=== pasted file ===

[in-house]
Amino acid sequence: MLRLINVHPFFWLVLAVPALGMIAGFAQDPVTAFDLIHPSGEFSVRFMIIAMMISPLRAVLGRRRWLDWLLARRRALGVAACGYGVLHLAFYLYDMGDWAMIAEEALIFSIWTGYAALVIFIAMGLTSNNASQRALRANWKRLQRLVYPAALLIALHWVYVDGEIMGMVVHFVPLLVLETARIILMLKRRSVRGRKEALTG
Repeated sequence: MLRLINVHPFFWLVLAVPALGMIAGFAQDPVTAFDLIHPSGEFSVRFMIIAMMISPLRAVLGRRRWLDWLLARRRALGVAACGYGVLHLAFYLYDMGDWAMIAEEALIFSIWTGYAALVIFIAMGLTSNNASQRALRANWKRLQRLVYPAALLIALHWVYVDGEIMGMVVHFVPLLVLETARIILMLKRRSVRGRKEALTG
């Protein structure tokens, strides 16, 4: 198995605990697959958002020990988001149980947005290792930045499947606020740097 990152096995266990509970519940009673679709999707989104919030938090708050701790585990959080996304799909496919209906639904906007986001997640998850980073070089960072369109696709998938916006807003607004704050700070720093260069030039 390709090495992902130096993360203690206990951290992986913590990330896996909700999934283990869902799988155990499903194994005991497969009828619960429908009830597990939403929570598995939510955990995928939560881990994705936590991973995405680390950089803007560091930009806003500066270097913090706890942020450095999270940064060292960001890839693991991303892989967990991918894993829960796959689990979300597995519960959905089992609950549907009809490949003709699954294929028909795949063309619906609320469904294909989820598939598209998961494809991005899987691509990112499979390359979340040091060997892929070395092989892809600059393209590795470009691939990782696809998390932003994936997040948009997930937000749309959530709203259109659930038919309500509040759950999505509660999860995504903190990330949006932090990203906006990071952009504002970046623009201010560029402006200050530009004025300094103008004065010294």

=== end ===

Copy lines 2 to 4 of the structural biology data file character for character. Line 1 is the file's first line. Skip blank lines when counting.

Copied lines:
Amino acid sequence: MLRLINVHPFFWLVLAVPALGMIAGFAQDPVTAFDLIHPSGEFSVRFMIIAMMISPLRAVLGRRRWLDWLLARRRALGVAACGYGVLHLAFYLYDMGDWAMIAEEALIFSIWTGYAALVIFIAMGLTSNNASQRALRANWKRLQRLVYPAALLIALHWVYVDGEIMGMVVHFVPLLVLETARIILMLKRRSVRGRKEALTG
Repeated sequence: MLRLINVHPFFWLVLAVPALGMIAGFAQDPVTAFDLIHPSGEFSVRFMIIAMMISPLRAVLGRRRWLDWLLARRRALGVAACGYGVLHLAFYLYDMGDWAMIAEEALIFSIWTGYAALVIFIAMGLTSNNASQRALRANWKRLQRLVYPAALLIALHWVYVDGEIMGMVVHFVPLLVLETARIILMLKRRSVRGRKEALTG
């Protein structure tokens, strides 16, 4: 198995605990697959958002020990988001149980947005290792930045499947606020740097 990152096995266990509970519940009673679709999707989104919030938090708050701790585990959080996304799909496919209906639904906007986001997640998850980073070089960072369109696709998938916006807003607004704050700070720093260069030039 390709090495992902130096993360203690206990951290992986913590990330896996909700999934283990869902799988155990499903194994005991497969009828619960429908009830597990939403929570598995939510955990995928939560881990994705936590991973995405680390950089803007560091930009806003500066270097913090706890942020450095999270940064060292960001890839693991991303892989967990991918894993829960796959689990979300597995519960959905089992609950549907009809490949003709699954294929028909795949063309619906609320469904294909989820598939598209998961494809991005899987691509990112499979390359979340040091060997892929070395092989892809600059393209590795470009691939990782696809998390932003994936997040948009997930937000749309959530709203259109659930038919309500509040759950999505509660999860995504903190990330949006932090990203906006990071952009504002970046623009201010560029402006200050530009004025300094103008004065010294």